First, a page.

After settling his differences with a Japanese PoW camp commander, a British colonel co-operates to oversee his men's construction of a railway bridge for their captors - while oblivious to a plan by the Allies to destroy it.
Scarlett is a woman who can deal with a nation at war, Atlanta burning, the Union Army carrying off everything from her beloved Tara, the carpetbaggers who arrive after the war. Scarlett is beautiful. She has vitality. But Ashley, the man she has wanted for so long, is going to marry his placid cousin, Melanie. Mammy warns Scarlett to behave herself at the party at Twelve Oaks. There is a new man there that day, the day the Civil War begins. Rhett Butler. Scarlett does not know he is in the room when she pleads with Ashley to choose her instead of Melanie. Written by
Dale O'Connor <email@example.com>
Scarlett leaves the hospital in Atlanta wanting to get away from another gruesome duty, she leaves and closes the door. A wide shot shows the door swing open and remain open in wide shots, subsequent close ups show the door closed. See more »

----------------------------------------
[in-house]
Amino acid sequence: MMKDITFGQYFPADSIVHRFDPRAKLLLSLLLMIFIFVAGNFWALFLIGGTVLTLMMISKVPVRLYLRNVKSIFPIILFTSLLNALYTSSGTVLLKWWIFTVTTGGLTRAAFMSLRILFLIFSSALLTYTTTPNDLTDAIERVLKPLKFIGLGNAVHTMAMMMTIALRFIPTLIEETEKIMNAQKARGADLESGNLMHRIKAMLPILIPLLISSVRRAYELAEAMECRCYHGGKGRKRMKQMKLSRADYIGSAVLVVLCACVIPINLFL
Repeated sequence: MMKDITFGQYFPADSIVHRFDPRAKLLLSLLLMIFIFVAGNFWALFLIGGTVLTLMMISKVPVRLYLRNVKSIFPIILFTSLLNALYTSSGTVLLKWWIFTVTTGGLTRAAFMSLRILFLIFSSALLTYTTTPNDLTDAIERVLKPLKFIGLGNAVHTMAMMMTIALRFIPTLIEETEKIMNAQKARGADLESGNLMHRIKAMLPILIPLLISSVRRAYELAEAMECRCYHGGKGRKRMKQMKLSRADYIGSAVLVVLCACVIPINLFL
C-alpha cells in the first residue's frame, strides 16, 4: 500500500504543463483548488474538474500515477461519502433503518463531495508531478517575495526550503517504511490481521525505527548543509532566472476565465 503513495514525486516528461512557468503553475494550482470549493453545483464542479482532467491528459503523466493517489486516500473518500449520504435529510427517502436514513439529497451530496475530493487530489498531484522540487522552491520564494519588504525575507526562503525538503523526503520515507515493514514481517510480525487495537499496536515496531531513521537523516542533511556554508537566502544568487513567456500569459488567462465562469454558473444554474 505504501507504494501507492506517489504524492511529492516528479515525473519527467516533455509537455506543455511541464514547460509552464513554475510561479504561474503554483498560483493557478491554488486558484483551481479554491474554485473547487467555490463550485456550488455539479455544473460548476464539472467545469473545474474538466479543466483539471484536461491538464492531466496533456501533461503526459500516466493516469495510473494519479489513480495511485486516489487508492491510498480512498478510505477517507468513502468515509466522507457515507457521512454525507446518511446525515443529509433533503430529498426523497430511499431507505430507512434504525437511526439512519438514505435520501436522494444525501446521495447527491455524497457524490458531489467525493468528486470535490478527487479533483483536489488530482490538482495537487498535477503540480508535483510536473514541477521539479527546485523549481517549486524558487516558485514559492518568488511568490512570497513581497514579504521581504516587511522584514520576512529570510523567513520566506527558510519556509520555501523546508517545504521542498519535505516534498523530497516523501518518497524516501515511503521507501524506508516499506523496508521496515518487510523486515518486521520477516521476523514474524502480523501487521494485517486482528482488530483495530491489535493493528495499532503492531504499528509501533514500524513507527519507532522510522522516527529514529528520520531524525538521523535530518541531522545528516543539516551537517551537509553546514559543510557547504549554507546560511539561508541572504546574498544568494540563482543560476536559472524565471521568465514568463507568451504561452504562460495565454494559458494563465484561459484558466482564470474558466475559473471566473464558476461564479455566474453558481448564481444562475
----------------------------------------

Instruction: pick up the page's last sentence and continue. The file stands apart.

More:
What do we care if we *were* expelled from college, Scarlett? The war is gonna start any day now, so we'd have left college anyhow.
War! Isn't it exciting, Scarlett? You know those fool Yankees actually *want* a war?
We'll show 'em!
Fiddle-dee-dee! War, war, war; this war talk's spoiling all the fun at every party this spring. I get so bored I could scream. Besides... there isn't going to be any war.
Not going to be any war?
Why, honey, of course there's gonna be a war.
If either ...
[...] See more »
George Reeves is credited as playing the part of Brent Tarleton, and Fred Crane is billed as Stuart Tarleton. This is incorrect: Crane played Brent, and Reeves played Stuart. See more »
If you have ever considered GWTW to be less than a masterpiece, you'll be swayed by the 65th Anniversary Edition DVD. The 4-disc set features the remastered film and more extras than you could possibly watch in one day (after watching the film, of course). The two-hour making-of documentary is fascinating and shows how the producer (David O. Selznick) of the film affected the cast, director(s) and writer(s) -- and shows the publicity frenzy that was the hunt for Scarlett. The feature of Olivia De Havilland (in 2004) discussing her role as Melanie is a real treat. The picture and sound are great on the 65th Anniversary DVD, and the special features are a true treasure. Accept no substitutes, seek out the 65th Anniversary DVD and bring it home.
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